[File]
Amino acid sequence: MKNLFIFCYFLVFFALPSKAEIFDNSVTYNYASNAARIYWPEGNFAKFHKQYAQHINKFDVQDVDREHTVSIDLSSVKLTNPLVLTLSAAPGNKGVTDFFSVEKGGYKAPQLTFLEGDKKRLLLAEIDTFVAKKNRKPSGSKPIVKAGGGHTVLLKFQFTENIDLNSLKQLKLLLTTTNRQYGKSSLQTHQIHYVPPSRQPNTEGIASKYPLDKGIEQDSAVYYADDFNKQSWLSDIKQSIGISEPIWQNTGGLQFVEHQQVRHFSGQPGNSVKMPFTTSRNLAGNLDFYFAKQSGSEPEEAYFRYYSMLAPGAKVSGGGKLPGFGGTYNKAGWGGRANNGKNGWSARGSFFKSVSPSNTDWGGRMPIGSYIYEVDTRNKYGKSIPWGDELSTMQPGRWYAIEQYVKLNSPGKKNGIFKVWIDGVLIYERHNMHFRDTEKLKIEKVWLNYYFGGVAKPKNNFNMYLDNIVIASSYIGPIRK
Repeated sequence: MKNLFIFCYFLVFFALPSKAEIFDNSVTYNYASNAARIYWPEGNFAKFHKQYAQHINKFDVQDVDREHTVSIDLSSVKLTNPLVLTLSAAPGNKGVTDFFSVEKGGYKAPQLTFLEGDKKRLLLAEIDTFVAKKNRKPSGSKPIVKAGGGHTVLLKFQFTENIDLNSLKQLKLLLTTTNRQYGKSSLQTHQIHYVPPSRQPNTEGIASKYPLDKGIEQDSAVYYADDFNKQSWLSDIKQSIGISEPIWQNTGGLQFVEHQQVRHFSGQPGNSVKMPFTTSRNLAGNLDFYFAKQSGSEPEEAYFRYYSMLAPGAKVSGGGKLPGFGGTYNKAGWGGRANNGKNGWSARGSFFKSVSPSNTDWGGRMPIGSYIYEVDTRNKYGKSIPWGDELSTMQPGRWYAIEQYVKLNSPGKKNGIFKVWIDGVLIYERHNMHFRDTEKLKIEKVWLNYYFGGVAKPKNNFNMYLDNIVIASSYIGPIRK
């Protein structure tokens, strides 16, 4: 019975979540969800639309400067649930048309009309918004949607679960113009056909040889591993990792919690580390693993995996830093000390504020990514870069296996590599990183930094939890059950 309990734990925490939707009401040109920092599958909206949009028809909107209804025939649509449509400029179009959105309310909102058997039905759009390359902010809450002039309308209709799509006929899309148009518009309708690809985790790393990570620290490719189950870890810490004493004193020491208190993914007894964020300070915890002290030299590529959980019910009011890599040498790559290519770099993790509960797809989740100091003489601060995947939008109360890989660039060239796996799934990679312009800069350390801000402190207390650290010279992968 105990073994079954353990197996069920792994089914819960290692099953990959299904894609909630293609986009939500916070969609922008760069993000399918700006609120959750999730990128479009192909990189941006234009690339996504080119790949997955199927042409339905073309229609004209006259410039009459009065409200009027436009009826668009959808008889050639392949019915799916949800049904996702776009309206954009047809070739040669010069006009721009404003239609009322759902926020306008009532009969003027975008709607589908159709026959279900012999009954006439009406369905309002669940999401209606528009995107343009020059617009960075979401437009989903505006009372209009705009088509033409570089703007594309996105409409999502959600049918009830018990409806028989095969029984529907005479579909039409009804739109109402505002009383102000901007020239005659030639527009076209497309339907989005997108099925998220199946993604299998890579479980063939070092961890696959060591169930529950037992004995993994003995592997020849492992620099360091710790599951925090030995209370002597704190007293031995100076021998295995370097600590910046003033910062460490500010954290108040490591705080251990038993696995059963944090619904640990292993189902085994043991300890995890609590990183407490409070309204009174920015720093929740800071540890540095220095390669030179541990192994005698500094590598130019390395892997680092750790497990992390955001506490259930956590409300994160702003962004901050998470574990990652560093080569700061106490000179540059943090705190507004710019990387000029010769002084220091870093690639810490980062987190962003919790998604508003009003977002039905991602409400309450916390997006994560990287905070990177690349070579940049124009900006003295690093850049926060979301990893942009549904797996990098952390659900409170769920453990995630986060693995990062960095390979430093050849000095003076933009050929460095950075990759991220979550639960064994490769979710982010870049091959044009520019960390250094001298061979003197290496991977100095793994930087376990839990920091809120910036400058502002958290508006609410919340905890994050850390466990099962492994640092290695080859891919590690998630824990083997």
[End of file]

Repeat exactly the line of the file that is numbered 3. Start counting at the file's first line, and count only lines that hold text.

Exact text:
């Protein structure tokens, strides 16, 4: 019975979540969800639309400067649930048309009309918004949607679960113009056909040889591993990792919690580390693993995996830093000390504020990514870069296996590599990183930094939890059950 309990734990925490939707009401040109920092599958909206949009028809909107209804025939649509449509400029179009959105309310909102058997039905759009390359902010809450002039309308209709799509006929899309148009518009309708690809985790790393990570620290490719189950870890810490004493004193020491208190993914007894964020300070915890002290030299590529959980019910009011890599040498790559290519770099993790509960797809989740100091003489601060995947939008109360890989660039060239796996799934990679312009800069350390801000402190207390650290010279992968 105990073994079954353990197996069920792994089914819960290692099953990959299904894609909630293609986009939500916070969609922008760069993000399918700006609120959750999730990128479009192909990189941006234009690339996504080119790949997955199927042409339905073309229609004209006259410039009459009065409200009027436009009826668009959808008889050639392949019915799916949800049904996702776009309206954009047809070739040669010069006009721009404003239609009322759902926020306008009532009969003027975008709607589908159709026959279900012999009954006439009406369905309002669940999401209606528009995107343009020059617009960075979401437009989903505006009372209009705009088509033409570089703007594309996105409409999502959600049918009830018990409806028989095969029984529907005479579909039409009804739109109402505002009383102000901007020239005659030639527009076209497309339907989005997108099925998220199946993604299998890579479980063939070092961890696959060591169930529950037992004995993994003995592997020849492992620099360091710790599951925090030995209370002597704190007293031995100076021998295995370097600590910046003033910062460490500010954290108040490591705080251990038993696995059963944090619904640990292993189902085994043991300890995890609590990183407490409070309204009174920015720093929740800071540890540095220095390669030179541990192994005698500094590598130019390395892997680092750790497990992390955001506490259930956590409300994160702003962004901050998470574990990652560093080569700061106490000179540059943090705190507004710019990387000029010769002084220091870093690639810490980062987190962003919790998604508003009003977002039905991602409400309450916390997006994560990287905070990177690349070579940049124009900006003295690093850049926060979301990893942009549904797996990098952390659900409170769920453990995630986060693995990062960095390979430093050849000095003076933009050929460095950075990759991220979550639960064994490769979710982010870049091959044009520019960390250094001298061979003197290496991977100095793994930087376990839990920091809120910036400058502002958290508006609410919340905890994050850390466990099962492994640092290695080859891919590690998630824990083997």